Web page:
Thursday, September 13, 2012

Hummingbird CPR

Emergency Medical Transport
Our friends, John and Jane Ann Johnson are a frequent source of interesting bird observations.  John's extensive training as a cardiologist led to saving a bird's life.  Well, maybe the training didn't have anything to do with it, but the result was still great.  First there was the safe handing of the injured bird- Emergency Medical Transport.  Next came the technical skills needed to safely introduce fluids.  Here is his story:
"Thursday I found another dead hummingbird on the hangar floor. They can never get out, even with both big doors open. This happens once every week or two. I picked her up to toss her in the trash and she flopped once- still alive, barely.
I spent the next 90 minutes with an eye dropper filled with hummingbird nectar trying to revive her. She became more animated, began to flap her wings a bit, and finally flew off. Pretty neat...and surprising."
Catheter skills come in handy
There is a lot of advice available on what to do when you find an injured bird.  Birds have high metabolic rates, requiring lots of food.  Most species have complex diets spanning the range of seeds and insects to fish, small mammals and even scavenging dead animals.

Fortunately, John's bird had relatively simple dietary needs in this crisis.  Hummingbird feeder solution provided both calories and hydration.  Hummers do consume insects, but during the current migration period they mostly need energy in the form of nectar, natural or artificial.

Here are some general hummingbird tips from our own Charley Burwick:
  • Do the right 4:1 water and sugar mixture, do not use red coloring
  • Keep the feeder fresh, usually in hot weather no longer than 2-3 days, clean with bleach, and rinse thoroughly
  • Use a feeder hanging from the garage door, or even on the ground when a hummer is caught in the garage (common occurrence)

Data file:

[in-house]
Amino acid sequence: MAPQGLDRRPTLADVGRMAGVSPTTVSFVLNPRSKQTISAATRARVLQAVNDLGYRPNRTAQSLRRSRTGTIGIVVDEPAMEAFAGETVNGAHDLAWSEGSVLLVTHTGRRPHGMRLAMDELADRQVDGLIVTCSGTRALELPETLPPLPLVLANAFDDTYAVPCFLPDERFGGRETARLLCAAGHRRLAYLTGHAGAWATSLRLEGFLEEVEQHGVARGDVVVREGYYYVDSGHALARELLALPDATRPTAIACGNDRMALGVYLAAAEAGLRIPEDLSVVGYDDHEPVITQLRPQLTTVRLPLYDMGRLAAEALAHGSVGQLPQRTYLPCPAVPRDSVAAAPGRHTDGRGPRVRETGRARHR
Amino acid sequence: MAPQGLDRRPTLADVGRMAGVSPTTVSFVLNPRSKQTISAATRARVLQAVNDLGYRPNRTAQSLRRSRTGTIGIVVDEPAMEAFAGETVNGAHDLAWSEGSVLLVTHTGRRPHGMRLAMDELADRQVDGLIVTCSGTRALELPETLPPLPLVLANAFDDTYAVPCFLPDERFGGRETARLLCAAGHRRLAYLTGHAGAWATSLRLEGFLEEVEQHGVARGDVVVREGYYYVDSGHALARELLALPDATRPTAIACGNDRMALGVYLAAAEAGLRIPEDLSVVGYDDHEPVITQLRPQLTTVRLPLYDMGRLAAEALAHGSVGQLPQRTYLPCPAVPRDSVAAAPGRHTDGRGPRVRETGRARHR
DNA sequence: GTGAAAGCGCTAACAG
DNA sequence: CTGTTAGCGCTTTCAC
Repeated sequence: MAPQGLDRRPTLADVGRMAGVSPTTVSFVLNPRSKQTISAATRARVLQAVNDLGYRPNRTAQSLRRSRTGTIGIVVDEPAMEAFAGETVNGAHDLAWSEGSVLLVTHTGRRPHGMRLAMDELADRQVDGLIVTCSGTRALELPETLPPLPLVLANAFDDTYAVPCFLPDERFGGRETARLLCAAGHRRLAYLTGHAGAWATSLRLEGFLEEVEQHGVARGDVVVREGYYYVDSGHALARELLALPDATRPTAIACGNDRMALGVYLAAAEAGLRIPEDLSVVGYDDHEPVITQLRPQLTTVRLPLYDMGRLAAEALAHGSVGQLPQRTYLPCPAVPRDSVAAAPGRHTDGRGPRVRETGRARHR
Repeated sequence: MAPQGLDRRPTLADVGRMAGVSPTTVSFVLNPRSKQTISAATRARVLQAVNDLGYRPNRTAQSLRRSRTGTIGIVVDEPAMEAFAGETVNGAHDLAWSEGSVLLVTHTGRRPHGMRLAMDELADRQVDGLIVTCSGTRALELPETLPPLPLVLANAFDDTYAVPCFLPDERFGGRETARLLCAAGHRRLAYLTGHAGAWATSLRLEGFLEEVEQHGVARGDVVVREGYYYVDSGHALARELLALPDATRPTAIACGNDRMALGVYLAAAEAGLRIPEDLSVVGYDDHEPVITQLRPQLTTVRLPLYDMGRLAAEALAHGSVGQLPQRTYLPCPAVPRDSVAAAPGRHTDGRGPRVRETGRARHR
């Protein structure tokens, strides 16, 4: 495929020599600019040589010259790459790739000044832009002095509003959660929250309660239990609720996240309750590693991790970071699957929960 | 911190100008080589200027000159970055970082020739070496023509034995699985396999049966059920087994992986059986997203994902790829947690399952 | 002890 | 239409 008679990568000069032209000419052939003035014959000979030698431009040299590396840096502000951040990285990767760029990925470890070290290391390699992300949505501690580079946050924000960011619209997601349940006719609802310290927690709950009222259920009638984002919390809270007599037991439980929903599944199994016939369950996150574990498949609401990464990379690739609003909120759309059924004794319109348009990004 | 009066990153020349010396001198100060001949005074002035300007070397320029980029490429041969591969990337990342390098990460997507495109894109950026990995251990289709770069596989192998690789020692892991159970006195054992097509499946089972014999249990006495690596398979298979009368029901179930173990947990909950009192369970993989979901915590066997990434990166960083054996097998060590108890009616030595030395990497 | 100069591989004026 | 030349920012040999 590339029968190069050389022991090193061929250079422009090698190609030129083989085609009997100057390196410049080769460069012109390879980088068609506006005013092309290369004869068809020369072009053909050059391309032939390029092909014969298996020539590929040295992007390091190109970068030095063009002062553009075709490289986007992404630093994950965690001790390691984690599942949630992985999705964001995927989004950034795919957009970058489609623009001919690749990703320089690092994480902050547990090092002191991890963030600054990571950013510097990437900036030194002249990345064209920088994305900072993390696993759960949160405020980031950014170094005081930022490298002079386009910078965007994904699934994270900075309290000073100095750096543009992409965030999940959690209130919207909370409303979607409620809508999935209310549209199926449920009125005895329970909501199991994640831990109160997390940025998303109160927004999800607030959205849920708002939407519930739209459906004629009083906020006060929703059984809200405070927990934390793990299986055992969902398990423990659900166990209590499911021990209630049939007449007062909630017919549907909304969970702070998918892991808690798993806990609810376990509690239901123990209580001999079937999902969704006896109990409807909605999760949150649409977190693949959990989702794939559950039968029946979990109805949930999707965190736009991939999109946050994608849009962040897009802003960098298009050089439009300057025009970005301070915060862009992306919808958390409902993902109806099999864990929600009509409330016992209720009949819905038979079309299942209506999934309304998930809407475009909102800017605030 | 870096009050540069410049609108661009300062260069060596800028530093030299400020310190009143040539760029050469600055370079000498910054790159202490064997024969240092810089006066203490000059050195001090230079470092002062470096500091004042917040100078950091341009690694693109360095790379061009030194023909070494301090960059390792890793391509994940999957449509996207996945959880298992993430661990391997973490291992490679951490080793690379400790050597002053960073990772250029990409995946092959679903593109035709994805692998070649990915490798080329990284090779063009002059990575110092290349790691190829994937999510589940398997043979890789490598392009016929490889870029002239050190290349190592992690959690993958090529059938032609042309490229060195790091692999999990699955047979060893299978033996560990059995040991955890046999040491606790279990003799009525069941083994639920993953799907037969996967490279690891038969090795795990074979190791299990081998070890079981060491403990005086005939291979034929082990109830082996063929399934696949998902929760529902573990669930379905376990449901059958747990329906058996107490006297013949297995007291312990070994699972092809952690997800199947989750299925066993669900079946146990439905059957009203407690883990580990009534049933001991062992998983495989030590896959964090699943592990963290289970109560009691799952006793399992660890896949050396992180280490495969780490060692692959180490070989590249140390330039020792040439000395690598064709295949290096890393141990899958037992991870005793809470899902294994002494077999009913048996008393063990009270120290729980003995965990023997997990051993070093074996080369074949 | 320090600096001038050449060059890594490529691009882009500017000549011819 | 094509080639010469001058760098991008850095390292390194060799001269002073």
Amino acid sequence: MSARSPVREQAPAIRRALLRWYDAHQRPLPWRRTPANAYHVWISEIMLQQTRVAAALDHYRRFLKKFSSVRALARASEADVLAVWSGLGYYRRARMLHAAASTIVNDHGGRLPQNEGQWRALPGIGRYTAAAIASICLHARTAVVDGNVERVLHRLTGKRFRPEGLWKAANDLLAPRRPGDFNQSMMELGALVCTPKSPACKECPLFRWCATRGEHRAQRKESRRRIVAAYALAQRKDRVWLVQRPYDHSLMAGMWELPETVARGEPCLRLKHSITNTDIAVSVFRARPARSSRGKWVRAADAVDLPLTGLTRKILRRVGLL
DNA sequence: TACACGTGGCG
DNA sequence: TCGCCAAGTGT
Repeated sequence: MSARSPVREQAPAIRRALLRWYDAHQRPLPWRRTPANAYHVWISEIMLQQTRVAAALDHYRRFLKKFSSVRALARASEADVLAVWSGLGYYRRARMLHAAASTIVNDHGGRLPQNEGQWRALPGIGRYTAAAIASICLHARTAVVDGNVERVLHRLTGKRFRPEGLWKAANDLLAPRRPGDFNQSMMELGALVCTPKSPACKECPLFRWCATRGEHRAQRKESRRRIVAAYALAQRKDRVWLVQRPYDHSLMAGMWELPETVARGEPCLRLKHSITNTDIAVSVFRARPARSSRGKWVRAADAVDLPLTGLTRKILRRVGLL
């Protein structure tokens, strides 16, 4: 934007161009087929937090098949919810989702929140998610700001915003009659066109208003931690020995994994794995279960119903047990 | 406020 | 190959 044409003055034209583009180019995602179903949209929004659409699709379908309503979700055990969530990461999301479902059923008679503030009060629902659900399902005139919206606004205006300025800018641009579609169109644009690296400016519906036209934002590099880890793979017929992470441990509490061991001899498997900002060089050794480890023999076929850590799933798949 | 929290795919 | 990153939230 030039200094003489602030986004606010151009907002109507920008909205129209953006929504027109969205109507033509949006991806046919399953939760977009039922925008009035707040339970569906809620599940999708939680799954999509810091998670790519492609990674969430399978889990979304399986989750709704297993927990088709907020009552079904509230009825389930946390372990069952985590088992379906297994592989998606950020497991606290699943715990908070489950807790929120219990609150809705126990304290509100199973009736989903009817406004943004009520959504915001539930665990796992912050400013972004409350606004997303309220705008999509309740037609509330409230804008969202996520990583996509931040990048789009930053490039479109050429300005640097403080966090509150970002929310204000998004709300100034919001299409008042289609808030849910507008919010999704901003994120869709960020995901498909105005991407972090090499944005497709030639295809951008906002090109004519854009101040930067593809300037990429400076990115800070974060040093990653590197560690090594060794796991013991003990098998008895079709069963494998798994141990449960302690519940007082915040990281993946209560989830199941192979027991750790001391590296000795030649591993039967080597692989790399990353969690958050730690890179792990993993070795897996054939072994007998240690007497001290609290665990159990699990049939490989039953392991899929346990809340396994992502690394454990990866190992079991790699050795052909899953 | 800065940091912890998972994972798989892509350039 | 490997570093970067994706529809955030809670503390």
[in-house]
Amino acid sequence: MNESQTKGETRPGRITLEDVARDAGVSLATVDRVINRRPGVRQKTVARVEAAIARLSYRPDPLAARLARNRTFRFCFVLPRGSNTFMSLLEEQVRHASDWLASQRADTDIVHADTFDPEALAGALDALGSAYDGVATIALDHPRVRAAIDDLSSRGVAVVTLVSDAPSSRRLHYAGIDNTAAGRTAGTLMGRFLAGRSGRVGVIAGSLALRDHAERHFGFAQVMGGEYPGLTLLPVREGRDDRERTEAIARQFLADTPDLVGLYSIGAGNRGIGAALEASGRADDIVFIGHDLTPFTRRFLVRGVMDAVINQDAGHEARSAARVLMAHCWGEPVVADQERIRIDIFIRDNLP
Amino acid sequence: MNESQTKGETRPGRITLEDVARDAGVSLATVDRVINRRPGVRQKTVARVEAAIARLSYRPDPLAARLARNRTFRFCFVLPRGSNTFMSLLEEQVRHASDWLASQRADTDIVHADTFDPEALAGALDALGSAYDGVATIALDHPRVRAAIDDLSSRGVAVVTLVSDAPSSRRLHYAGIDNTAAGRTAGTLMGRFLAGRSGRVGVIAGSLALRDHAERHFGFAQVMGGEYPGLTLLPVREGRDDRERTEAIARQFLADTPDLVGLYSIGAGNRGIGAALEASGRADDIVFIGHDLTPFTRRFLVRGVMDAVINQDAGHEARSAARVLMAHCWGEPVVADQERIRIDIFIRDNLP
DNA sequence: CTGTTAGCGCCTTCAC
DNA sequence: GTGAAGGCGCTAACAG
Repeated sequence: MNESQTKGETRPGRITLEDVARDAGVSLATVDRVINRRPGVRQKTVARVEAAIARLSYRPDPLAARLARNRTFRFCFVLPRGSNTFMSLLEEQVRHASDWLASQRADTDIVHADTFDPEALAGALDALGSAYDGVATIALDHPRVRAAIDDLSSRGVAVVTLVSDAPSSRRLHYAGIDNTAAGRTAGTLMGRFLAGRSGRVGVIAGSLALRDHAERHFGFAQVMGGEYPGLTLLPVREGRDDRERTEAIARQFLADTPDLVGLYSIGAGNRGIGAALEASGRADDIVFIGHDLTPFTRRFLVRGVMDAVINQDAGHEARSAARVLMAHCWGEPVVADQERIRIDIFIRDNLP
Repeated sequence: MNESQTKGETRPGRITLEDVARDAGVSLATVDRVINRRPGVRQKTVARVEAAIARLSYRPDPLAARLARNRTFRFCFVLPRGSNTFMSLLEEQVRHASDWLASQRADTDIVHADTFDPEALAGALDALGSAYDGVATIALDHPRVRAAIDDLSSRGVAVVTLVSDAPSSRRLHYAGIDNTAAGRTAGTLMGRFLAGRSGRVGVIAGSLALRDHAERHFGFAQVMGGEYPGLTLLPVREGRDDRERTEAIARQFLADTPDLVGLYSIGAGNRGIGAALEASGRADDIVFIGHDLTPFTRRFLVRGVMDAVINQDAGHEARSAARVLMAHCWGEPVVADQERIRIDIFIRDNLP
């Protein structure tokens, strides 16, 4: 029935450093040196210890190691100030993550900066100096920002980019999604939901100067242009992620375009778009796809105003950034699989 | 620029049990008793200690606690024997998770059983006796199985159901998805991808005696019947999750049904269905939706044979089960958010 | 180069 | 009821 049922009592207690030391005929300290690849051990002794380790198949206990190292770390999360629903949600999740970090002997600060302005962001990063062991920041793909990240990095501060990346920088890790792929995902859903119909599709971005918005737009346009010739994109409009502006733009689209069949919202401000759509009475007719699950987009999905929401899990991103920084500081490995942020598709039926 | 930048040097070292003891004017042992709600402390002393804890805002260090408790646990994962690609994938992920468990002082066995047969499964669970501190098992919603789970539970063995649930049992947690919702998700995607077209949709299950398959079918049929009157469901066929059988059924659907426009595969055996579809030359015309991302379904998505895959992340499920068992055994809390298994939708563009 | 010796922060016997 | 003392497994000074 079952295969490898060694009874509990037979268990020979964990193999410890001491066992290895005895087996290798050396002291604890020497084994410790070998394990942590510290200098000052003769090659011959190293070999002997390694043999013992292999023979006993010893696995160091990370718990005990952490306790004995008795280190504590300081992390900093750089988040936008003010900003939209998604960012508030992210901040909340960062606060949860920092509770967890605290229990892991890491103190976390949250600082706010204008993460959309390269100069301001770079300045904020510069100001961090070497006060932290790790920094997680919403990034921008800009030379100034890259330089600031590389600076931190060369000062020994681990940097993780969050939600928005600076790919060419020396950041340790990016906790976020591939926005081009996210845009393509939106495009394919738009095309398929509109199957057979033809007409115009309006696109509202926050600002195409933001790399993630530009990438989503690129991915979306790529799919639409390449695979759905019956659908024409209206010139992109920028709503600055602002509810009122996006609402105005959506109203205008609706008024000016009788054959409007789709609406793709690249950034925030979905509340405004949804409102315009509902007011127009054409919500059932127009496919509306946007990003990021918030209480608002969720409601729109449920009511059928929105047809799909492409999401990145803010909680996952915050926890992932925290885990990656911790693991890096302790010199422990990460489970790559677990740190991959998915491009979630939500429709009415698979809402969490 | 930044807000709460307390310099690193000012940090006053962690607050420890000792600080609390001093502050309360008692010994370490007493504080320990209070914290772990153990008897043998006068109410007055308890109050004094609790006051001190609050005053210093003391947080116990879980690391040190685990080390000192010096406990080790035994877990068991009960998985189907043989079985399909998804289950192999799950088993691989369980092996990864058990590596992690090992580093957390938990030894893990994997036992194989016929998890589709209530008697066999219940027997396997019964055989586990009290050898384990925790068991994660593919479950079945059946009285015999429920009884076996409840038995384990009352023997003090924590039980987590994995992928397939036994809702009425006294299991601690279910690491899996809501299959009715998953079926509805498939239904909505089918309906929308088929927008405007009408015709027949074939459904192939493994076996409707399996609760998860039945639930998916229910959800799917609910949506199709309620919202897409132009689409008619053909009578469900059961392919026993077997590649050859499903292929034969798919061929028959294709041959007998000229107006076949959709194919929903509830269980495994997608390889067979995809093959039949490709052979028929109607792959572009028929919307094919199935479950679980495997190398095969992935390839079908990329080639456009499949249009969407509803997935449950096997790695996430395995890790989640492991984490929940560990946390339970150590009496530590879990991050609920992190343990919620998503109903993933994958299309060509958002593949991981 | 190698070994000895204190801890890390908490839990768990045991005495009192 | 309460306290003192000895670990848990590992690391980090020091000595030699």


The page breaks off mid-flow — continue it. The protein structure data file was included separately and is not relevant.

• Keep at least one feeder up until the end of the calendar year, you may get a rufous hummer that migrates this direction in the fall, and some ruby-throated are really slow leaving, especially the females, and first year birds.
Anyone who has ever tried to get a bird to fly out of their house or garage can commiserate with the problem of pointing one out of a hangar.  This is even more complex at the Botanical Center's Butterfly House, a mesh enclosed structure where everything looks like an exit.  I can recall watching a bird flutter around the ceiling of Hammon's Hall during a symphony concert.  Possibly it thought that Camille Saint Saen's suite Carnival of the Animals was on the evening's program.

As with deer in our suburban neighborhoods, we are having to learn to live with nature, and visa versa.  Increasing human populations expand into what was previously wilderness.  As our footprint on the planet increases with larger structures, taller glass buildings and more wind turbines, we will likely have more opportunities to deal with injured birds. has a lot of good information on the care of injured wild birds.

1 comment:

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